I can’t sleep, and I’ve got NAFTA on my mind. I won’t claim that the two are correlated, but when did that ever stop someone writing a blog post?

I am a little worried, however. Like just about everyone to whom I’ve talked, I’m hoping for a Democrat in the White House next year, and I’ve been following the primaries intently. But some of the recent pronouncements on trade have troubled me a little. So I’m hoping that, by writing something so naïve and ill-informed as this, someone will come out of the woodwork and tell me where I’m going wrong. Okay, here goes.

Let’s start by assuming that we’re all liberals. We probably want Barack Obama to be the next president, but maybe we’d rather it was Hilary Clinton. Either way, for the purpose of this discussion, it doesn’t matter.

We want things to be better for people in developing countries. To a first approximation, this could mean raising the standard of living in these countries by alleviating poverty. One way of doing this would be to spend more money in these countries. (Is this not why we’re all drinking fair-trade coffee, and eating fair-trade chocolate? Actually, scratch that, as I’m not convinced that the fair-trade movement doesn’t suffer from the exact same problems as what I’m about to describe. And sorry for the double-negative there.)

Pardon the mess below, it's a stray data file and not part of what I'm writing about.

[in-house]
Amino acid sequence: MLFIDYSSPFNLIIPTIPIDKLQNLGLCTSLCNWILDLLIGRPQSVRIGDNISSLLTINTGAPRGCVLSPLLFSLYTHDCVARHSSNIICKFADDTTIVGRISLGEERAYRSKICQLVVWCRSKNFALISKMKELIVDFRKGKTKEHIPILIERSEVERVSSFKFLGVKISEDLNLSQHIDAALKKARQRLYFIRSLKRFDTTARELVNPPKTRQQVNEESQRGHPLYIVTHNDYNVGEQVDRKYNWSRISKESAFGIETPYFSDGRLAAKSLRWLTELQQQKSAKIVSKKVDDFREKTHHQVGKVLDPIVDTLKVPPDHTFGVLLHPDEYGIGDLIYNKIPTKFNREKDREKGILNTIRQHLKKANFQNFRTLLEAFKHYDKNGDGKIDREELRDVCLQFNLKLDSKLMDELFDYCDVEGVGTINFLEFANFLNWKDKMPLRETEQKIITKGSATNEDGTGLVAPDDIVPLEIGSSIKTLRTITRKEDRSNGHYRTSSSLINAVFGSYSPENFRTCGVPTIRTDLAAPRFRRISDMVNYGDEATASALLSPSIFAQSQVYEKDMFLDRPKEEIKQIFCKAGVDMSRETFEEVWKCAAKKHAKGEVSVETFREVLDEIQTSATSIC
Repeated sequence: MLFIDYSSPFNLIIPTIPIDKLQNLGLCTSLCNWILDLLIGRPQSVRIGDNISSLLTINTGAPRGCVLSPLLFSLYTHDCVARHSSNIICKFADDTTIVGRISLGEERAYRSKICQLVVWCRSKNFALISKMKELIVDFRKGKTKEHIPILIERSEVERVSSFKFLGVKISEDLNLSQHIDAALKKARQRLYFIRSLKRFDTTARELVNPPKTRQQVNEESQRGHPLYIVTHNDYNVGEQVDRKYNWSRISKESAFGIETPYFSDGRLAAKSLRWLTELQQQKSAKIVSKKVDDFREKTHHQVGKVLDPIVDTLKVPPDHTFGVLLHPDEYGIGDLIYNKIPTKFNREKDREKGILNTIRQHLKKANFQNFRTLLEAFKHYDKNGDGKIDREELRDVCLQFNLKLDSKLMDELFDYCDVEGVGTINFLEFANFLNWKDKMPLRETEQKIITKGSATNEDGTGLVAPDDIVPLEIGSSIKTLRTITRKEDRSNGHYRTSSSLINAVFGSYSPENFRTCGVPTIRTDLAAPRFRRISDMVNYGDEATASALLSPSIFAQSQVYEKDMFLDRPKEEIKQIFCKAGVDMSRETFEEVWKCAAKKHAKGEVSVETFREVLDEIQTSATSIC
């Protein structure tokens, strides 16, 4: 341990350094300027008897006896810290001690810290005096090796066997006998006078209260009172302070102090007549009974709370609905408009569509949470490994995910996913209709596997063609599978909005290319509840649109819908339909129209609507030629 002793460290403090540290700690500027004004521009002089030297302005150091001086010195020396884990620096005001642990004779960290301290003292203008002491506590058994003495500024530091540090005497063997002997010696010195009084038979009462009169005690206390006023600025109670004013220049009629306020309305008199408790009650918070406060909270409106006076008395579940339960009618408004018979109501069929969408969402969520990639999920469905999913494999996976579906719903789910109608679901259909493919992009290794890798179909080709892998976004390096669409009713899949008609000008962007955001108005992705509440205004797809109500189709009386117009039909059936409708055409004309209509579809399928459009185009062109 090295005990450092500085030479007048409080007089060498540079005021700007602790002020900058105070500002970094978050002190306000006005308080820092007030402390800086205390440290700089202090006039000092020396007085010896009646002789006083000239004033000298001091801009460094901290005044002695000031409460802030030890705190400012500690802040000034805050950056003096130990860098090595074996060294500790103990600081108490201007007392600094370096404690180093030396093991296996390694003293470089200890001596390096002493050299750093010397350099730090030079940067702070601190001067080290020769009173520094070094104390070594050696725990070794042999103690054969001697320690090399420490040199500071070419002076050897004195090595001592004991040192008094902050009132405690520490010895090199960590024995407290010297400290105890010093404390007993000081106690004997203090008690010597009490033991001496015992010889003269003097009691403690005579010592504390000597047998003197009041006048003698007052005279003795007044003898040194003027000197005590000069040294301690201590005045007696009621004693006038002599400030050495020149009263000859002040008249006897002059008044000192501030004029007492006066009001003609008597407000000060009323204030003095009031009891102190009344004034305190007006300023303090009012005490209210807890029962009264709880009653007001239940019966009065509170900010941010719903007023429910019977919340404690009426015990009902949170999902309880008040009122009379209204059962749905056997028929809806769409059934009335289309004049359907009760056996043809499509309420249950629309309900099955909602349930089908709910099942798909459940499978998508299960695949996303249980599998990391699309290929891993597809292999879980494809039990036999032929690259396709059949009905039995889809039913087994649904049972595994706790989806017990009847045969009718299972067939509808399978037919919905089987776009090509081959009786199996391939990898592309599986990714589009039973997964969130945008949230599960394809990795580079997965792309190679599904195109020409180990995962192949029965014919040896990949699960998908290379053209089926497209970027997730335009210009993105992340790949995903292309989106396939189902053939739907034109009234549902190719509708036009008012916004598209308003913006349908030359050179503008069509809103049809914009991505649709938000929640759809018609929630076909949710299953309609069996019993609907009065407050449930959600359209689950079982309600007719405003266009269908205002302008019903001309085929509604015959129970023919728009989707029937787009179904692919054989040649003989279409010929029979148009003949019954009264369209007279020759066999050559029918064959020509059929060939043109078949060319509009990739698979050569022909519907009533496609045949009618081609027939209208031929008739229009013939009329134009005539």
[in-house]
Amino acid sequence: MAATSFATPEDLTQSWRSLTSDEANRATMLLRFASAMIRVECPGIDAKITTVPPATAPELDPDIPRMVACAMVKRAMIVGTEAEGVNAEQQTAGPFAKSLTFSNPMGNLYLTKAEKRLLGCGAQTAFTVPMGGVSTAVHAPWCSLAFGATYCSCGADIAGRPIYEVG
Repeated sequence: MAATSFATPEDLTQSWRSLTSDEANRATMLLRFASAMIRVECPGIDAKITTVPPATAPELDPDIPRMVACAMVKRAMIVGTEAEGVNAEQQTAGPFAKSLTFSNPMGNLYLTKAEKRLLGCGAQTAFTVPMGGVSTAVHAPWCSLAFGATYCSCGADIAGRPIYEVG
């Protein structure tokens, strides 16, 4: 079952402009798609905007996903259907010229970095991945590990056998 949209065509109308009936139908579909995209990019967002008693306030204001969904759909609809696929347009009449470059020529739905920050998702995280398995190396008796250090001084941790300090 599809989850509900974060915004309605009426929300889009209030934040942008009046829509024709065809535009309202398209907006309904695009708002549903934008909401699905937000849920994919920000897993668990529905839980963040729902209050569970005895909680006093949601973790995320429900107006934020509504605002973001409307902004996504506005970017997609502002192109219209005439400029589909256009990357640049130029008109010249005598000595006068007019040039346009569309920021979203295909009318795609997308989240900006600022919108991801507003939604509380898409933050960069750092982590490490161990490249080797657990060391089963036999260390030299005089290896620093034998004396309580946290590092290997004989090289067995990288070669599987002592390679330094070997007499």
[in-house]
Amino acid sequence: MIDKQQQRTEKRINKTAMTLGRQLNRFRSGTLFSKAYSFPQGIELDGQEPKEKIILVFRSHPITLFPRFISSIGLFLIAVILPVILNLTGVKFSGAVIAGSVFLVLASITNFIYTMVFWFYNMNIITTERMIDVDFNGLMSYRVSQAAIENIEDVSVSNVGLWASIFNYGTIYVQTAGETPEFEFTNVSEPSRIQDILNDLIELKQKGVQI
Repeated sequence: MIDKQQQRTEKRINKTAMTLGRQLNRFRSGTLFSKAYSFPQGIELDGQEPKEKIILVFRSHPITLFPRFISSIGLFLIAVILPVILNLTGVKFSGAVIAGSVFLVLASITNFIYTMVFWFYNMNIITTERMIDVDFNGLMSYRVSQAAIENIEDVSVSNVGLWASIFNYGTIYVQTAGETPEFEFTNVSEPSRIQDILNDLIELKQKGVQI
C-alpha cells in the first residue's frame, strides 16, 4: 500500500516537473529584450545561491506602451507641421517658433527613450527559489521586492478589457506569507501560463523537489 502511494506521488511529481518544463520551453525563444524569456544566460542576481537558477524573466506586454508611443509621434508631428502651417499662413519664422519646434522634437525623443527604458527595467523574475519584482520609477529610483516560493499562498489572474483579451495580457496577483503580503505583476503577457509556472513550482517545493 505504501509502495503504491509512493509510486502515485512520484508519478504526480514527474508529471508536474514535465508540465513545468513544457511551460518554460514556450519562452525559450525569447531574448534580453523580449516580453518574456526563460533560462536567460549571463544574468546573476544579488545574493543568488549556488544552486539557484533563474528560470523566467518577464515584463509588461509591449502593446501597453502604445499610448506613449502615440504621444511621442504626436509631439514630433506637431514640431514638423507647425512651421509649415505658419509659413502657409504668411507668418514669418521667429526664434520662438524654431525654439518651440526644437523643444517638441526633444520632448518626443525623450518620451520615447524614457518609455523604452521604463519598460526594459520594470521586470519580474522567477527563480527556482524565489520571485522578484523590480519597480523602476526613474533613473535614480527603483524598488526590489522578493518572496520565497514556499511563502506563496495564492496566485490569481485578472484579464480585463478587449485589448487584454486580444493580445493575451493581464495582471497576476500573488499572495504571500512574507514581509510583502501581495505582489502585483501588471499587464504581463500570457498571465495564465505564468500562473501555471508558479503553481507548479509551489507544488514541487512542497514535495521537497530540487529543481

We are more likely to spend money in a country if we have free trade with that country, than if prices for goods from that country are inflated by duties or tariffs. We ensure free (or, perhaps more accurately, “freer”) trade by making free trade agreements with other countries.

So it’s heartening that, sometimes at least, both Obama [1] and Clinton [2] have supported NAFTA, which enables free trade between the US, Canada and Mexico.

Except, there’s a problem: free trade can cost jobs, especially manufacturing jobs in countries where the standard of living is so high that it is uneconomical to pay workers a living wage, when the same output could be obtained at a fraction of the price from one of our trading partners.

Especially jobs in traditionally blue-collar states like Ohio, where voters go to the polls today. And, therefore, both Clinton [3] and Obama [4] have attacked the other for supporting NAFTA, at the expense of American jobs.

So I have three questions:

  • Which of the above assumptions is incorrect?
  • I’d like to believe in Obama’s message of hope and change, but does this change stop at US border?
  • If, as is now being reported, at least one of the candidates is engaging in disingenuous political posturing when making these statements [1] (and I’d be surprised if his opponent wasn’t also doing the same), then why should we believe in the rest of the rhetoric that goes along with it?

Now, I’m not an idealist, but I don’t particularly enjoy being cynical. Indeed, I hope I’ve made a mistake somewhere above, and someone will come along and correct me. However, it seems that, in an election that will probably be won on the strength of aspirational oratory, we should be especially critical of what is said.

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